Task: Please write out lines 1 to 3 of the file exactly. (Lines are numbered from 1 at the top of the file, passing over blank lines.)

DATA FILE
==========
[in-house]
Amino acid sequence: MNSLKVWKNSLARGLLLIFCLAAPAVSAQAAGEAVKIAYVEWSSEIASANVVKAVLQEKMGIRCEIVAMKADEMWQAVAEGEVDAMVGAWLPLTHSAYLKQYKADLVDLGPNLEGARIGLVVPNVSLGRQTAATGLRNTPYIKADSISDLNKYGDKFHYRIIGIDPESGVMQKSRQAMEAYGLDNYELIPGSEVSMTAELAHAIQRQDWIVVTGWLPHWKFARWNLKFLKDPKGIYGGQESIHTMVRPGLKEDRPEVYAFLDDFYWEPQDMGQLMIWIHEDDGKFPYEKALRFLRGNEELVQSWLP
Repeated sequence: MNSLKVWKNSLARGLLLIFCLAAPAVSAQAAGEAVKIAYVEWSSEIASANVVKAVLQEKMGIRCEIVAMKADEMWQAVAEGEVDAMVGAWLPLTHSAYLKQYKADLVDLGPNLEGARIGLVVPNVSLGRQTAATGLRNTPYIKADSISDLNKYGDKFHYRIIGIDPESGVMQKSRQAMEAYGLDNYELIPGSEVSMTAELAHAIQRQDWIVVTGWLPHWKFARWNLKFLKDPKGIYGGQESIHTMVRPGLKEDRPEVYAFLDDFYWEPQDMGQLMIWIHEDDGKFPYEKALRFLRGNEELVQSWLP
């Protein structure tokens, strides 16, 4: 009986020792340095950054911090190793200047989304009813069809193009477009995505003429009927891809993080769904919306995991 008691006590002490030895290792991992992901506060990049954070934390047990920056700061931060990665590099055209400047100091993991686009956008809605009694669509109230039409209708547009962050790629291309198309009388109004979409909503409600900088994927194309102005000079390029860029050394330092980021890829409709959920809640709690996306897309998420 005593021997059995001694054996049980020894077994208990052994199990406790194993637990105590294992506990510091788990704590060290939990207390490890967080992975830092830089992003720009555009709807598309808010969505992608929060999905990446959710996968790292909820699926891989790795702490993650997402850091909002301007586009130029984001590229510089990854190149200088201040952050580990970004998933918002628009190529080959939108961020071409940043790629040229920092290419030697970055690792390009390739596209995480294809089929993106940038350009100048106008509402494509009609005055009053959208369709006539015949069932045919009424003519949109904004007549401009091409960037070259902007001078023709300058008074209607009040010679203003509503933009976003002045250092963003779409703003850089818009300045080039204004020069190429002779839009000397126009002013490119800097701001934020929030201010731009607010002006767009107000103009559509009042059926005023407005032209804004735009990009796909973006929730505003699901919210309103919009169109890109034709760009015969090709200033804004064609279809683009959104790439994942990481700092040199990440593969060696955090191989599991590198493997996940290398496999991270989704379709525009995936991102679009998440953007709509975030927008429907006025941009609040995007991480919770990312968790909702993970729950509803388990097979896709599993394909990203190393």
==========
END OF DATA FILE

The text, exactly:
[in-house]
Amino acid sequence: MNSLKVWKNSLARGLLLIFCLAAPAVSAQAAGEAVKIAYVEWSSEIASANVVKAVLQEKMGIRCEIVAMKADEMWQAVAEGEVDAMVGAWLPLTHSAYLKQYKADLVDLGPNLEGARIGLVVPNVSLGRQTAATGLRNTPYIKADSISDLNKYGDKFHYRIIGIDPESGVMQKSRQAMEAYGLDNYELIPGSEVSMTAELAHAIQRQDWIVVTGWLPHWKFARWNLKFLKDPKGIYGGQESIHTMVRPGLKEDRPEVYAFLDDFYWEPQDMGQLMIWIHEDDGKFPYEKALRFLRGNEELVQSWLP
Repeated sequence: MNSLKVWKNSLARGLLLIFCLAAPAVSAQAAGEAVKIAYVEWSSEIASANVVKAVLQEKMGIRCEIVAMKADEMWQAVAEGEVDAMVGAWLPLTHSAYLKQYKADLVDLGPNLEGARIGLVVPNVSLGRQTAATGLRNTPYIKADSISDLNKYGDKFHYRIIGIDPESGVMQKSRQAMEAYGLDNYELIPGSEVSMTAELAHAIQRQDWIVVTGWLPHWKFARWNLKFLKDPKGIYGGQESIHTMVRPGLKEDRPEVYAFLDDFYWEPQDMGQLMIWIHEDDGKFPYEKALRFLRGNEELVQSWLP